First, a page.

Transit company CEOs: Russian decision to redirect pipeline volumes not surprising, companies ready to adapt
Estonian state railway freight company EVR Cargo said on Tuesday that the Russian decision to reroute its petroleum transit to their own ports instead of those in the Baltic didn’t come unexpected. Latvia’s railways agree, and are looking to China to compensate for shrinking transit volumes.
Russian exports of petroleum products through Estonia had ended already in March this year, EVR Cargo’s CEO, Raul Toomsalu, pointed out to BNS on Tuesday. Announcements similar to the latest decisions had been made on several occasions, he added, potentially rather for reasons of domestic politics.
Toomsalu also remarked that there was no sign that these exports would go through Estonia again, as neither the exchange rate of the rouble nor the global oil price had changed much.
EVR Cargo would continue to concentrate on other types of freight. “August was a pretty good month for us,” Toomsalu added.
Tiit Vähi: Transneft’s decision not surprising, will mainly affect Latvia
Former prime minister and chairman of the board of Sillamäe Port, Tiit Vähi, said that the Russian decision concerned only pipeline products, which meant that the only country affected would be Latvia.
“This isn’t as much news as it is long-term politics. The statement was made by Transneft, Transneft’s CEO Tokarev, and concerns pipeline products. This means that this won’t affect Estonia directly, but rather the ports of Riga and Ventspils in Latvia,” Vähi told BNS. He added that this didn’t have to mean the end of all petroleum-related business between Russia and the Baltic states.
Latvia analyzes decision, considers other business partners
Reactions in Latvia so far have been understanding, as Russia’s decision to fully use its facilities was entirely understandable, and investment in its Baltic Sea ports had been substantial.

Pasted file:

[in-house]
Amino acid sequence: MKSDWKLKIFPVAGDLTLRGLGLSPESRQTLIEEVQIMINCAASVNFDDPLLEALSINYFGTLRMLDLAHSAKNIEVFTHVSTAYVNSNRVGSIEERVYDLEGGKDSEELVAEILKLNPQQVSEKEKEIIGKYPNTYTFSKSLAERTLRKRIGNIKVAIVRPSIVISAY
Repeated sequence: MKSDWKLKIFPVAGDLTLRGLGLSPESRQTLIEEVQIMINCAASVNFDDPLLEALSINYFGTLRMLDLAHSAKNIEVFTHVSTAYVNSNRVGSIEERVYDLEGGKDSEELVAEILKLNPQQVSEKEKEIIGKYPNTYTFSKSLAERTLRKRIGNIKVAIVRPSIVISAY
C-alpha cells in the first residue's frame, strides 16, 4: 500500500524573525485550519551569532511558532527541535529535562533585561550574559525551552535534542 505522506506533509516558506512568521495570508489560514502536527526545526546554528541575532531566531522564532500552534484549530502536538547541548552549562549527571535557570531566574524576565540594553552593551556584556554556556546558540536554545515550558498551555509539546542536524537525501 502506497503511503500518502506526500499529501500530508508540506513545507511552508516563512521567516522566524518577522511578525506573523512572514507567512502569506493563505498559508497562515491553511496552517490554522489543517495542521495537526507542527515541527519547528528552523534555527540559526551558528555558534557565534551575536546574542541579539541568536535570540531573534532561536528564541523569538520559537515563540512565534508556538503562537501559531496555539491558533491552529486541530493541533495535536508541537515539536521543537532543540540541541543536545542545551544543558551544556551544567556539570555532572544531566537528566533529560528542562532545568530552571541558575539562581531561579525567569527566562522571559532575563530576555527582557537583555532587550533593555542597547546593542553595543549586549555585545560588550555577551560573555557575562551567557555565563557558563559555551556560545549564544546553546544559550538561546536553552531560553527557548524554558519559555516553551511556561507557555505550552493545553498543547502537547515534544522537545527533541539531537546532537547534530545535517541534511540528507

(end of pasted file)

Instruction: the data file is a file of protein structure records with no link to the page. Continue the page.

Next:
CEO of the Latvian state railway company, Edvins Berzinš, confirmed on Latvian TV early on Wednesday morning that Russian petroleum transits had shrunk by about a fifth. “The changes began already last year, when the Russian railways announced that they wanted to see their investments in their own ports and infrastructure pay off,” Berzinš said, adding that it was reasonable that they wanted to see a return there.
Russia’s decision to redirect its pipeline products to its own ports currently mainly affects the port of Ventspils, and Transneft’s local business partner, Ventbunkers. Riga is affected as well, although transit volumes there have shrunk by only 10% this year.
Though there is no panic, Latvian companies are beginning to look around for new business partners. As a first success in increasing business with China, the first freight train from the Asian economic superpower is expected to arrive in November. Chinese premier Li Keqiang is expected to visit Latvia on the occasion.
Berzinš said that they were currently working with several companies in China, Kazakhstan, and Belarus, and trying to compensate for the dwindling transit volumes by looking at other types of freight.
A variety of goods could pass Latvia from China to the Nordic countries and Western Europe in the future. Together with companies in Russia, Belarus, and Kazakhstan, Latvia can offer the Chinese an overland transit corridor that can bring goods from Asia to Europe in about two weeks.